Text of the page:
THE coronavirus lockdown has sparked a surge of interest in growing fruit and vegetables.

The Royal Horticultural Society (RHS) said it had seen a spike in visits to its online advice pages on how to grow your own vegetables, fruit and edible plants.

And stockists have also seen a boost in sales of vegetable seeds, seed potatoes and herbs, as well as other plants and gardening equipment.

Dursley garden centre Leaf and Ground reported a big demand for its new allotments.

The centre released 30 new plots to residents at its site off Dursley Road two weeks ago and they were snapped up in just two days.

The gardeners took over their new plots last Tuesday. Franki Emerton, 25, was one of those lucky enough to get one.

She said: “Leaf and Ground put up a Facebook post and I replied instantly. An hour later all the allotments had gone.

"I was incredibly lucky to get one.”

Leaf and Ground owner David Fisk said: “We had a massive response, and pretty much everyone started tending their plots straight away.

"At the moment tending an allotment is seen as another form of exercise, which is probably one reason for the interest.

"And the idea of growing your own food is continually popular.

"Plus this site has beautiful views from the allotments, and is also close to our garden shop where you can get seeds, seedlings, tools and equipment.”

Franki has been getting help from her parents, Chris and Gretel, in setting up her allotment.

She said: “Being in lockdown probably was a factor in my interest, mainly because I’ve had more time to focus on what I want outside of my social life.

“My work has been incredibly busy though, I’ve actually become even busier through lockdown.

“So work has been a driver for it too since my desk is in my home, and I needed to get away.

“It’s wonderful down there.

"Everyone is doing their own style which is really lovely to see.

"There’s a really big age range: there’s a couple who come with their baby, and I know there are a few retired couples too.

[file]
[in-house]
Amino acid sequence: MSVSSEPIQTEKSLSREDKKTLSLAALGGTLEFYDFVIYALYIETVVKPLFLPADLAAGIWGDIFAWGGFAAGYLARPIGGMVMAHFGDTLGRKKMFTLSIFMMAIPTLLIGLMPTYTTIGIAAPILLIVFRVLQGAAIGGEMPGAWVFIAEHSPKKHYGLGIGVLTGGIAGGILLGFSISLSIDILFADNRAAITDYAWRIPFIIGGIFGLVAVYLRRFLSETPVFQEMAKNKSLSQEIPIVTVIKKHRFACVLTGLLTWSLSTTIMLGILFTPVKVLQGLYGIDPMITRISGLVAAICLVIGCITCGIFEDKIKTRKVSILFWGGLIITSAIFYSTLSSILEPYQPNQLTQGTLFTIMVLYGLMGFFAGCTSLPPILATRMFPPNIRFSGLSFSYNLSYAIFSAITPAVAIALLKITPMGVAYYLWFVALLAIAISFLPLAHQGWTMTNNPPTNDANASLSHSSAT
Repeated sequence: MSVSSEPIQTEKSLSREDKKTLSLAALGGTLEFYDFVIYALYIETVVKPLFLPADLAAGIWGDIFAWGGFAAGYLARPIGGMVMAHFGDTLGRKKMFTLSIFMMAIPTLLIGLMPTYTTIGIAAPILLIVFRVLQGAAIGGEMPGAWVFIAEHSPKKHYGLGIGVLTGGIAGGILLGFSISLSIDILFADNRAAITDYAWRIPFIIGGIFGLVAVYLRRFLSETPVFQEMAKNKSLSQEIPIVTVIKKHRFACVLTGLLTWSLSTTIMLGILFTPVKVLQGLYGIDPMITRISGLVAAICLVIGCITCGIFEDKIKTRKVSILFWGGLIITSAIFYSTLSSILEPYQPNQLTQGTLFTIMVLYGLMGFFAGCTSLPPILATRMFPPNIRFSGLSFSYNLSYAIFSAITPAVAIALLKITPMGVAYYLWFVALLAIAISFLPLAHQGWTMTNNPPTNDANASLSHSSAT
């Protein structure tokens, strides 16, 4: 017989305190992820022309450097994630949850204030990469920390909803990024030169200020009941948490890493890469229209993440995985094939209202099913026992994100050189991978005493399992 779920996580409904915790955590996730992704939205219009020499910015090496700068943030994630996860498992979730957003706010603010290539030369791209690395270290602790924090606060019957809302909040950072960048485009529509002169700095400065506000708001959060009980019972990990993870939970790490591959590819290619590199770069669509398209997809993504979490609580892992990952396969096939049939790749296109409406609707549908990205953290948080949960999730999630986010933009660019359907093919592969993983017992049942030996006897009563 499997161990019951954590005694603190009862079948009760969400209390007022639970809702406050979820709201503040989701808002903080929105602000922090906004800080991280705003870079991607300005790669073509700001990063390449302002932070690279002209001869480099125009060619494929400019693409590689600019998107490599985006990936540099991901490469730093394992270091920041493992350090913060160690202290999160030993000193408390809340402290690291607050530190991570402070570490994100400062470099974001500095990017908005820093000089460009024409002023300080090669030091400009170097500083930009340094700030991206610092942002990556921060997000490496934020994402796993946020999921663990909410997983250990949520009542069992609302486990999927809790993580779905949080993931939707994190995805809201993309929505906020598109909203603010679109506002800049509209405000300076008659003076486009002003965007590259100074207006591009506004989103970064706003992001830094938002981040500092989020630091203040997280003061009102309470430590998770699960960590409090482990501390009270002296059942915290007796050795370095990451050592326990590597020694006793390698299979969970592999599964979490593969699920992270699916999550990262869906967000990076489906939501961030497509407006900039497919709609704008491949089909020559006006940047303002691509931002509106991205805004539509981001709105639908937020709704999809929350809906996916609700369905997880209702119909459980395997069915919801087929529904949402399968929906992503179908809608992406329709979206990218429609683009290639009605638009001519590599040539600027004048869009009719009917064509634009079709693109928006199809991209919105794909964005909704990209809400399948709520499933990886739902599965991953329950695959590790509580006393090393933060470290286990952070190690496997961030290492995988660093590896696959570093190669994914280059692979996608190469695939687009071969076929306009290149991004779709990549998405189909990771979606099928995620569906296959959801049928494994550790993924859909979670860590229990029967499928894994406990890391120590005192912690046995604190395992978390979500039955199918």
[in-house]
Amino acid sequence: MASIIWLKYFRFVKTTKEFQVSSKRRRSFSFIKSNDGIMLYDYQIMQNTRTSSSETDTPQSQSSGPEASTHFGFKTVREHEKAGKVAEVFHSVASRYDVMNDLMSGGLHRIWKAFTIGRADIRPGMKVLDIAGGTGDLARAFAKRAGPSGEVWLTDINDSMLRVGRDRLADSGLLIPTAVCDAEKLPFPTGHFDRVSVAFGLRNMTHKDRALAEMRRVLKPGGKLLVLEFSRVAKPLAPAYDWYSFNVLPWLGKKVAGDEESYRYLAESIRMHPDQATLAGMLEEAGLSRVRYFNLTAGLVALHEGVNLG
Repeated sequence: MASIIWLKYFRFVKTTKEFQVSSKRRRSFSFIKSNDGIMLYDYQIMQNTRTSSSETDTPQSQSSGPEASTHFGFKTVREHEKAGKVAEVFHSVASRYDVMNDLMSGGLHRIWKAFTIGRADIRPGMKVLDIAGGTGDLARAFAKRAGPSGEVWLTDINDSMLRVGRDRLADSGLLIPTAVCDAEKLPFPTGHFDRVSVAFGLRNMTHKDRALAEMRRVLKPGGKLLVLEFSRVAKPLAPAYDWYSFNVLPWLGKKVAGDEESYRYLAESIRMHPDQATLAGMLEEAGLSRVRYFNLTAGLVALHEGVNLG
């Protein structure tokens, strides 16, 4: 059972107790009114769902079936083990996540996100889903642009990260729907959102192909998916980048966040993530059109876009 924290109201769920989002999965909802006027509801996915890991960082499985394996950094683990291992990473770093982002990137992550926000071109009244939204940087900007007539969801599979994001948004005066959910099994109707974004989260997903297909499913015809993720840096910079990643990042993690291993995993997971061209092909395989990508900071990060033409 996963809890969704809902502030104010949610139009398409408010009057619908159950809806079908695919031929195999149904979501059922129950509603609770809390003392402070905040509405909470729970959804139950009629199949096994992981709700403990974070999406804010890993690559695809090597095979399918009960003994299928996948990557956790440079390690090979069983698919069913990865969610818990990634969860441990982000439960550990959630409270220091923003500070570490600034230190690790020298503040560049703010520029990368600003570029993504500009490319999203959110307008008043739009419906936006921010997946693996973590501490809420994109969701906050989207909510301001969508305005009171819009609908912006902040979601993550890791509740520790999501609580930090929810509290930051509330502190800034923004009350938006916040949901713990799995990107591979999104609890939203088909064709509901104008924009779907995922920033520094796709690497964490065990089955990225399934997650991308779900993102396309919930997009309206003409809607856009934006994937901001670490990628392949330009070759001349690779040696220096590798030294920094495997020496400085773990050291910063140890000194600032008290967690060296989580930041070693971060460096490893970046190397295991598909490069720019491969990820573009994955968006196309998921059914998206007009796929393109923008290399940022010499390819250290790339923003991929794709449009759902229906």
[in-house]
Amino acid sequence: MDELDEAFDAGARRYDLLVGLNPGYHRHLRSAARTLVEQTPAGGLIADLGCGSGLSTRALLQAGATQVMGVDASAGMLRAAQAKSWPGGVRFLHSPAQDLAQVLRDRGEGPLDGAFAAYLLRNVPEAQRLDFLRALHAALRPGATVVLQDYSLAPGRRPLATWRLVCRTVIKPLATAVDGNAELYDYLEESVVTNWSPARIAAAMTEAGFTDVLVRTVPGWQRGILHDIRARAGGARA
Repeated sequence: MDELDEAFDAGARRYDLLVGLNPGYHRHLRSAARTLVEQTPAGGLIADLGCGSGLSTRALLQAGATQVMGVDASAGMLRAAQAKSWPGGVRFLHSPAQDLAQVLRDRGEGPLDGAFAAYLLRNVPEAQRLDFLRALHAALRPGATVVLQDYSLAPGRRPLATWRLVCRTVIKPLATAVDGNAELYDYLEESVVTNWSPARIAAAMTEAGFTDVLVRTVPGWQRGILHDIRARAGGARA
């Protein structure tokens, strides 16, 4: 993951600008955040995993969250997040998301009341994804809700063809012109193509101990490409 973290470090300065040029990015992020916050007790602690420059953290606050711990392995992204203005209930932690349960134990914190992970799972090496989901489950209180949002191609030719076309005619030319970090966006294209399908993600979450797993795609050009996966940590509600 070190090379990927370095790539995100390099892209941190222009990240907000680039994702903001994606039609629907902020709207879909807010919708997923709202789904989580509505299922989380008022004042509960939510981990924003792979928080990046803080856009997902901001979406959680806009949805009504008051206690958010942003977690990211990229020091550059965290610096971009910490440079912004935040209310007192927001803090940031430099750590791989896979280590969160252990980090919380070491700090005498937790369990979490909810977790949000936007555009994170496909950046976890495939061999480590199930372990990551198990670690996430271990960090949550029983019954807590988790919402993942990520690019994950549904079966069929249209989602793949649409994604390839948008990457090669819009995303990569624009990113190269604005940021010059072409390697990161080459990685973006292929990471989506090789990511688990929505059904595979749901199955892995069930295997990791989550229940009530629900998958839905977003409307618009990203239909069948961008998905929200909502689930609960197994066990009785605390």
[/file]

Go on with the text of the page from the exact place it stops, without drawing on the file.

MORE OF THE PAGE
“It’s really lovely and I think it’ll be a great little community.

"I’m hoping for a few things from my allotment: crops of vegetables, newfound passion and new friends.”

The allotments in front of Vale Hospital in Dursley have also seen a rise in interest during lockdown.

Managed by Down to Earth, the site has 60 raised bed allotments, all in use, and it has a waiting list of four.

Amanda Godber of Down to Earth said: "We have found an increase in demand, with people getting in touch in the first week of lockdown.

"However, we also have some people not making full use of their allotment for the same reason. "I think people are wanting allotments and are gardening more because of the spectre of food shortages, needing exercise and to be outside, something to do especially with the children.

"And we've had good weather throughout - this makes a huge difference, if it had rained all the way through then we wouldn't have had as many enquiries I don't think.

Down to Earth also runs a community seed bank and they grow and save organic herb, veg and flower seeds which they give away in exchange for a donation.

She said: "When the lockdown started we were inundated with requests for seeds, as were the online seed suppliers. Seeds of all kinds were hard to get hold of."

Dursley Town Council currently has a small waiting list for the allotment site located at the rear of Kinghsill Cemetery.

A council spokesman said that they were looking into providing an alternative allotment site in the town too.

He said: "We have identified two suitable sites within the town, but neither are owned by the council. We have made initial enquiries but at the current time there is nothing agreed. If the right area of land became available then the council would be interested in providing an alternate allotment site."

Cam Parish Council has 89 allotments across five sites.

Council chair Christina Carter said: "Allotments are very popular in Cam and since lockdown the council has observed that the majority look better than ever and are beautifully tended.

Most are occupied but for those keen to become an allotment holder there is not usually a long wait.

Cam Parish Council looks after a large number of allotments on five sites throughout the village so there is often a good chance of one coming free.

"We have seen a bigger demand during the crisis and there could be good reasons for this.

"Health and well-being is something that has come to the fore during this unprecedentedly difficult time and many of us have started to look at living closer with the earth.

"There has been a wide spread recognition of the therapeutic nature of growing vegetables and the satisfaction it can bring."